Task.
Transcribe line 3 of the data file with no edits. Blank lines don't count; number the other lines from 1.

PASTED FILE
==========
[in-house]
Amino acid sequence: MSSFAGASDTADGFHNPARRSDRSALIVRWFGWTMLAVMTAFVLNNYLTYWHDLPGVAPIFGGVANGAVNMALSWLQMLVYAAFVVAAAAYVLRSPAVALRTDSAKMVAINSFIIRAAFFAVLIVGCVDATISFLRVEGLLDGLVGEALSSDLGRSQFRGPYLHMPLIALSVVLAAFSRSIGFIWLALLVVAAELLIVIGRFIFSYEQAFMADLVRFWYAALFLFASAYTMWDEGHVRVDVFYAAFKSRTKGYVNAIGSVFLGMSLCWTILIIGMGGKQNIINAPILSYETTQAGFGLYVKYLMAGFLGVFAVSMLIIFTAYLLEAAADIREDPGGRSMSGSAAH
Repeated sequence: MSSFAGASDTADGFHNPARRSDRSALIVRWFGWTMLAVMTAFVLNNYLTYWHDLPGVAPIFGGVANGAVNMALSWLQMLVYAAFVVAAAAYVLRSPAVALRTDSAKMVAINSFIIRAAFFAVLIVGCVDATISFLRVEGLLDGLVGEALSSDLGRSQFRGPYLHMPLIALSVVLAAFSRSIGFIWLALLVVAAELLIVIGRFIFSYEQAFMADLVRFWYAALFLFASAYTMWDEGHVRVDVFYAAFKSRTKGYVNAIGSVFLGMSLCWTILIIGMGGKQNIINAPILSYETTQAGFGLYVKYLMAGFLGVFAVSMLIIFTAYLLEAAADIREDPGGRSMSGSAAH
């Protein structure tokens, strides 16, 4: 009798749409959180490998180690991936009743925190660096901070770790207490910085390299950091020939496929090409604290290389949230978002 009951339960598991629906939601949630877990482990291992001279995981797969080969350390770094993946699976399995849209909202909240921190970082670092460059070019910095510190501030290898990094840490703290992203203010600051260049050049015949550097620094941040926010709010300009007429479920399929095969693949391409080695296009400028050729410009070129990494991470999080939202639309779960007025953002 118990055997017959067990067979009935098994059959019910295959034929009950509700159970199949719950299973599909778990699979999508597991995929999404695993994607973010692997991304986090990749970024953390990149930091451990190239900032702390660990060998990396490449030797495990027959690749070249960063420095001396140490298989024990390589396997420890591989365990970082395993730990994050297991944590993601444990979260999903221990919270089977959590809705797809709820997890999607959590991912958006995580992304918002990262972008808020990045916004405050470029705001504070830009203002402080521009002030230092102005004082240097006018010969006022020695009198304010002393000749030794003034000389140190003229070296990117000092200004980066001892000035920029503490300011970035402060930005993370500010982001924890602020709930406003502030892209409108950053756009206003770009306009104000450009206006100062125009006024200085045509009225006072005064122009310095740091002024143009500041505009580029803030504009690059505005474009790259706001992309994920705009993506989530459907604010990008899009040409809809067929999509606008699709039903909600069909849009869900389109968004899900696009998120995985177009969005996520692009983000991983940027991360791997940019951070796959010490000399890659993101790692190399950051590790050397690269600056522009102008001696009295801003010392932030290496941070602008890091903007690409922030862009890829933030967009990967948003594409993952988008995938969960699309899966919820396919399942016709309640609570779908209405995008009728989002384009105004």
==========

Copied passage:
Repeated sequence: MSSFAGASDTADGFHNPARRSDRSALIVRWFGWTMLAVMTAFVLNNYLTYWHDLPGVAPIFGGVANGAVNMALSWLQMLVYAAFVVAAAAYVLRSPAVALRTDSAKMVAINSFIIRAAFFAVLIVGCVDATISFLRVEGLLDGLVGEALSSDLGRSQFRGPYLHMPLIALSVVLAAFSRSIGFIWLALLVVAAELLIVIGRFIFSYEQAFMADLVRFWYAALFLFASAYTMWDEGHVRVDVFYAAFKSRTKGYVNAIGSVFLGMSLCWTILIIGMGGKQNIINAPILSYETTQAGFGLYVKYLMAGFLGVFAVSMLIIFTAYLLEAAADIREDPGGRSMSGSAAH